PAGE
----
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Just lost my high paying job and now Im unemployed can I file for chapter 7?: I just lost my job. I don't know if I will get unemployment but if I do it will only cover rent.
I will not be able to pay my bills, food, gas, electric etc. I have been seeking a new job since June to get out of where I was working and haven't been able to find anything and now I'm unemployed. Do I need to wait a certain amount of months before I can file? I was making very good money and now nothing.

Asked almost 5 years ago in Chapter 7

Mark’s answer: Speak with a bankruptcy professional before you make any decisions. Yes, you can most likely file for Chapter 7 bankruptcy given the fact that you have already gone 3 months with zero income. However you did not say what line of work you are in. While it is illegal to fire somebody for filing bankruptcy, it is not illegal to deny someone employment for filing bankruptcy. Make certain you get advice from somebody who knows the benefits and the detriments of filing. If nobody is suing you, you may just be worrying prematurely. Good Luck!

Answered almost 5 years ago.

I filed ch 13 one month ago and am realizing it may be unrealistic. Does conversion to a ch 7 create a small delay?: If i hire a ch 7 attorney, and i satisfy the means test, regarding the schedules and the trustee, and judge, including first meeting of creditors now set for 10 days away, does my now having an atty convert to a ch 7:::
1. Do any schedules change?
2 does the judge or trustee change?
3. Does the first meeting set for 10 days away where my ch 13 docs and first plan payment is due, do any of what is expected of me to be current with the court and trustee in a ch 13 proceeding now get somewhat delayed when a conversion is now coming into the picture?

Honestly i am trying to buy a little more time in the property and any astute ch 7 atty with avvo if you can gleen my inference that will this in sone way create an inherent delay if the conversion is approved by the court.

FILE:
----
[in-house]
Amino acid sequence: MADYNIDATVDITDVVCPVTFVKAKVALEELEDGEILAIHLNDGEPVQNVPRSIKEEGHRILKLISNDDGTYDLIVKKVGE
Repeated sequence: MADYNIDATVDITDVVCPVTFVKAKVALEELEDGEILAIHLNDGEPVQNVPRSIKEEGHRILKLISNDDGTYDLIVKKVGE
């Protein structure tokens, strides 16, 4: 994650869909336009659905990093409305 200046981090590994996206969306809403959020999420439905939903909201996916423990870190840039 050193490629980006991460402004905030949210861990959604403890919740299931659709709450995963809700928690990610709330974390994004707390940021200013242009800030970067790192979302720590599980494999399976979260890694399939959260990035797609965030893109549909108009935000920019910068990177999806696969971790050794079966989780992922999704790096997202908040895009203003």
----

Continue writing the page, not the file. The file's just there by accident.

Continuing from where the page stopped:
Thank you.

Asked almost 5 years ago in Chapter 13

Mark’s answer: You did not specifically say why you filed for bankruptcy in the first place. If you want to keep the property but you think that is unrealistic, you should speak with a bankruptcy attorney before you convert your case. Most Chapter 13 attorneys are very skilled with Chapter 7 petitions although not all Chapter 7 attorneys are skilled with Chapter 13. It is possible that a Chapter 13 attorney can point things out to you that will enable you to keep the property if that is what you really want. Converting your case too early will not buy you additional time and in fact may accelerate the foreclosure. I don't know what an "inherent delay" is but don't allow yourself to be misled into thinking anything is guaranteed by the U.S. Bankruptcy Code. You only get the benefits if you play by the rules, and the rules are very complicated. Finally, if you have assets, the Chapter 13 Trustee will be a lot easier to work with than the Chapter 7 Trustee. The law allows anybody to represent himself or herself, but that does not mean it is a good decision to do so. You live in a city with a lot of attorneys. You should take advantage of that and speak with somebody who knows the nuances of the law.

Answered almost 5 years ago.

Mark’s answer: Your question is not very clear. A postnuptial agreement is simply a prenuptial agreement signed AFTER the wedding vows are exchanged.

A postnuptial agreement makes divorce easier because it resolves in advance the issues couples generally fight over. A postnuptial agreement can’t actually prevent a divorce unless the terms are so one sided that the other party is scared of the consequences from a divorce.

If you are trying to resolve the issues that led you to consider divorce in the first place, a postnuptial agreement may help by committing to writing your expectations for the future - both as a married couple and in the unfortunate event that the trouble resurfaces and talk of divorce resumes.

The links you posted can provide you with good advice. Just remember that every couple is different and comes with unique facts. Don’t assume that a one-size-fits-all, do-it-yourself postnuptial agreement is going to be a magic cure-all for your problems.

Good Luck!

Answered almost 5 years ago.